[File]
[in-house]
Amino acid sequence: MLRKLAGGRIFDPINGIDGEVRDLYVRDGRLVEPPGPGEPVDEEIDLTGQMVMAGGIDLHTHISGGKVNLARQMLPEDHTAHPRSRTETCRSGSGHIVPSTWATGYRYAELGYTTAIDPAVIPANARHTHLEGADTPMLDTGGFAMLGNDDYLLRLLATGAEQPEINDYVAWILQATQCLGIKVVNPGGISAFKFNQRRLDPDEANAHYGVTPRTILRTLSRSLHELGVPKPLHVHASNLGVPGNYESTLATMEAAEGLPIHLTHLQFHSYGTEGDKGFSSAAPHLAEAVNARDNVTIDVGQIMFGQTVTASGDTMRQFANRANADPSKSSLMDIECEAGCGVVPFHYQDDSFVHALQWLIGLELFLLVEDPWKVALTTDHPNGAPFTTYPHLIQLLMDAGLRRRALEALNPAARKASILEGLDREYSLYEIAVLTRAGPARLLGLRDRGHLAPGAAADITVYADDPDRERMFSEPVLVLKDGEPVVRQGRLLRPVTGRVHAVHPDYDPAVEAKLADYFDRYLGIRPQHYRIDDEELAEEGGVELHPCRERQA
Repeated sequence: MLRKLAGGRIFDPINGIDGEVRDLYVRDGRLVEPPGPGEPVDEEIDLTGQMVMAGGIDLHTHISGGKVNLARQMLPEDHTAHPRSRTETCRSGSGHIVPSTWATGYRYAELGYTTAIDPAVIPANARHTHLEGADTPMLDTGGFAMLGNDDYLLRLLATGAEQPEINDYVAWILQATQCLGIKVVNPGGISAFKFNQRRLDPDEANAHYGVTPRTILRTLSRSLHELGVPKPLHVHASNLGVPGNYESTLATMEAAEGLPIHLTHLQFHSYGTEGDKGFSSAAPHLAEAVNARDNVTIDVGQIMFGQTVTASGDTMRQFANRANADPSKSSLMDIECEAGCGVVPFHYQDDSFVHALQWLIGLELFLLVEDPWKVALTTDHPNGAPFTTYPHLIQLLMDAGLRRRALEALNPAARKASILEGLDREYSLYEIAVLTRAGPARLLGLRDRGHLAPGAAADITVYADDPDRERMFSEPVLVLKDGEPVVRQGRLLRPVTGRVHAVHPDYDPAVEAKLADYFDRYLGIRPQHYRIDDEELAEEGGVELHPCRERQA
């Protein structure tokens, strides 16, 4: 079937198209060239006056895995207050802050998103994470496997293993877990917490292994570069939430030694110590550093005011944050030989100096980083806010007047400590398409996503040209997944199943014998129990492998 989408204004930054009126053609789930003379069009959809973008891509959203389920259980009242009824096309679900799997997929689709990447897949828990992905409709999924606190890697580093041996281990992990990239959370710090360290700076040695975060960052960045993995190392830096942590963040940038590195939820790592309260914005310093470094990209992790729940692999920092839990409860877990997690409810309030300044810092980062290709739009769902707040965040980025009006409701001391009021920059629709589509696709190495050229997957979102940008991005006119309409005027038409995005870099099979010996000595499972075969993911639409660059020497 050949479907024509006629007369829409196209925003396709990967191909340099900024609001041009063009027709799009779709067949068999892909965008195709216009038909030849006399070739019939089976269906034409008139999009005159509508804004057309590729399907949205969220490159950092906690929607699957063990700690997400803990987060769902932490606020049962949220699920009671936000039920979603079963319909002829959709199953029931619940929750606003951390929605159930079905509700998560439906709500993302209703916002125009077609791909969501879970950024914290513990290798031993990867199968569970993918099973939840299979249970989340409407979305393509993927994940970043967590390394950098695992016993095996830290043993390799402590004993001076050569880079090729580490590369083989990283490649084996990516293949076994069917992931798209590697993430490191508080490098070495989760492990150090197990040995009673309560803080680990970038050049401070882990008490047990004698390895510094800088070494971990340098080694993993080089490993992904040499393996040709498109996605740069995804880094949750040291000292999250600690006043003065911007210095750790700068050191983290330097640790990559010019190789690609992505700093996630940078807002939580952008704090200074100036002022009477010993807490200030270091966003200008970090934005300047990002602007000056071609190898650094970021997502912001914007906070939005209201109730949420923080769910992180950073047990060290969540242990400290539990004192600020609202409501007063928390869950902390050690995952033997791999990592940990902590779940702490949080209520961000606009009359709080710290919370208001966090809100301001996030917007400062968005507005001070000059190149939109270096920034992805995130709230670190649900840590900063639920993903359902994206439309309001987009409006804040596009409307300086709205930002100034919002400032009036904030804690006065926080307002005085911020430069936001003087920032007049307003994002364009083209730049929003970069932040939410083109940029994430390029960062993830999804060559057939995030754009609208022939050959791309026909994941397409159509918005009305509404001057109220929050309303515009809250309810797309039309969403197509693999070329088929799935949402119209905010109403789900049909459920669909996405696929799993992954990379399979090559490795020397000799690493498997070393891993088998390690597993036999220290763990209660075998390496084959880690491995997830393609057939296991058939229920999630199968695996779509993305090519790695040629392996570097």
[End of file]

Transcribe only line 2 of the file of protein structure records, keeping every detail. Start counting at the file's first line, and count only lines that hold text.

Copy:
Amino acid sequence: MLRKLAGGRIFDPINGIDGEVRDLYVRDGRLVEPPGPGEPVDEEIDLTGQMVMAGGIDLHTHISGGKVNLARQMLPEDHTAHPRSRTETCRSGSGHIVPSTWATGYRYAELGYTTAIDPAVIPANARHTHLEGADTPMLDTGGFAMLGNDDYLLRLLATGAEQPEINDYVAWILQATQCLGIKVVNPGGISAFKFNQRRLDPDEANAHYGVTPRTILRTLSRSLHELGVPKPLHVHASNLGVPGNYESTLATMEAAEGLPIHLTHLQFHSYGTEGDKGFSSAAPHLAEAVNARDNVTIDVGQIMFGQTVTASGDTMRQFANRANADPSKSSLMDIECEAGCGVVPFHYQDDSFVHALQWLIGLELFLLVEDPWKVALTTDHPNGAPFTTYPHLIQLLMDAGLRRRALEALNPAARKASILEGLDREYSLYEIAVLTRAGPARLLGLRDRGHLAPGAAADITVYADDPDRERMFSEPVLVLKDGEPVVRQGRLLRPVTGRVHAVHPDYDPAVEAKLADYFDRYLGIRPQHYRIDDEELAEEGGVELHPCRERQA